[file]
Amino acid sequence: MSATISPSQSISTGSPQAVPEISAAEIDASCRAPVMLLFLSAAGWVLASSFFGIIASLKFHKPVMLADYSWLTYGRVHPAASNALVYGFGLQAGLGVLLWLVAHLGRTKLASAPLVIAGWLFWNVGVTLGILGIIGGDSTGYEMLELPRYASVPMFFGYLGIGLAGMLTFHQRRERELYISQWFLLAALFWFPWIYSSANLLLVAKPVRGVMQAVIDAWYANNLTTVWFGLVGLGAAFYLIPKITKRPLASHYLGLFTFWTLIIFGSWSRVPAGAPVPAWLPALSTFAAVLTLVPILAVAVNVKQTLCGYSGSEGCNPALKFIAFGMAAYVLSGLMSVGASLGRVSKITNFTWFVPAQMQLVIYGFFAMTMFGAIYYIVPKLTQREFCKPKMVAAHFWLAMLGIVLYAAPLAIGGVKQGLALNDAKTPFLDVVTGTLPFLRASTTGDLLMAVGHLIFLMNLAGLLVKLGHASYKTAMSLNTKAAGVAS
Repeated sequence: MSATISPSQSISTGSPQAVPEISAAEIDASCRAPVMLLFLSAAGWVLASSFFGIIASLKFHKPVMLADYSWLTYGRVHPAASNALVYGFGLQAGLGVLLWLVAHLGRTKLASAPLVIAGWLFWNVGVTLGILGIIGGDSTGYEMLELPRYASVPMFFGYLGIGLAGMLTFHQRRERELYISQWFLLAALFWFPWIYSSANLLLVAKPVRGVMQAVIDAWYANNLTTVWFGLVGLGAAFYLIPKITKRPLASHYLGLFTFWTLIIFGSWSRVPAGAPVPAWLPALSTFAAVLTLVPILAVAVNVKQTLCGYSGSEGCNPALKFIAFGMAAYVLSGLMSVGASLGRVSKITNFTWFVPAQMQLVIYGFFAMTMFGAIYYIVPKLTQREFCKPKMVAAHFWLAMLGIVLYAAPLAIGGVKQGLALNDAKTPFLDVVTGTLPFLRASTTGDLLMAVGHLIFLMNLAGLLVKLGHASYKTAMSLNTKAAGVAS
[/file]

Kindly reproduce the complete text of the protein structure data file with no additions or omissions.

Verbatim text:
Amino acid sequence: MSATISPSQSISTGSPQAVPEISAAEIDASCRAPVMLLFLSAAGWVLASSFFGIIASLKFHKPVMLADYSWLTYGRVHPAASNALVYGFGLQAGLGVLLWLVAHLGRTKLASAPLVIAGWLFWNVGVTLGILGIIGGDSTGYEMLELPRYASVPMFFGYLGIGLAGMLTFHQRRERELYISQWFLLAALFWFPWIYSSANLLLVAKPVRGVMQAVIDAWYANNLTTVWFGLVGLGAAFYLIPKITKRPLASHYLGLFTFWTLIIFGSWSRVPAGAPVPAWLPALSTFAAVLTLVPILAVAVNVKQTLCGYSGSEGCNPALKFIAFGMAAYVLSGLMSVGASLGRVSKITNFTWFVPAQMQLVIYGFFAMTMFGAIYYIVPKLTQREFCKPKMVAAHFWLAMLGIVLYAAPLAIGGVKQGLALNDAKTPFLDVVTGTLPFLRASTTGDLLMAVGHLIFLMNLAGLLVKLGHASYKTAMSLNTKAAGVAS
Repeated sequence: MSATISPSQSISTGSPQAVPEISAAEIDASCRAPVMLLFLSAAGWVLASSFFGIIASLKFHKPVMLADYSWLTYGRVHPAASNALVYGFGLQAGLGVLLWLVAHLGRTKLASAPLVIAGWLFWNVGVTLGILGIIGGDSTGYEMLELPRYASVPMFFGYLGIGLAGMLTFHQRRERELYISQWFLLAALFWFPWIYSSANLLLVAKPVRGVMQAVIDAWYANNLTTVWFGLVGLGAAFYLIPKITKRPLASHYLGLFTFWTLIIFGSWSRVPAGAPVPAWLPALSTFAAVLTLVPILAVAVNVKQTLCGYSGSEGCNPALKFIAFGMAAYVLSGLMSVGASLGRVSKITNFTWFVPAQMQLVIYGFFAMTMFGAIYYIVPKLTQREFCKPKMVAAHFWLAMLGIVLYAAPLAIGGVKQGLALNDAKTPFLDVVTGTLPFLRASTTGDLLMAVGHLIFLMNLAGLLVKLGHASYKTAMSLNTKAAGVAS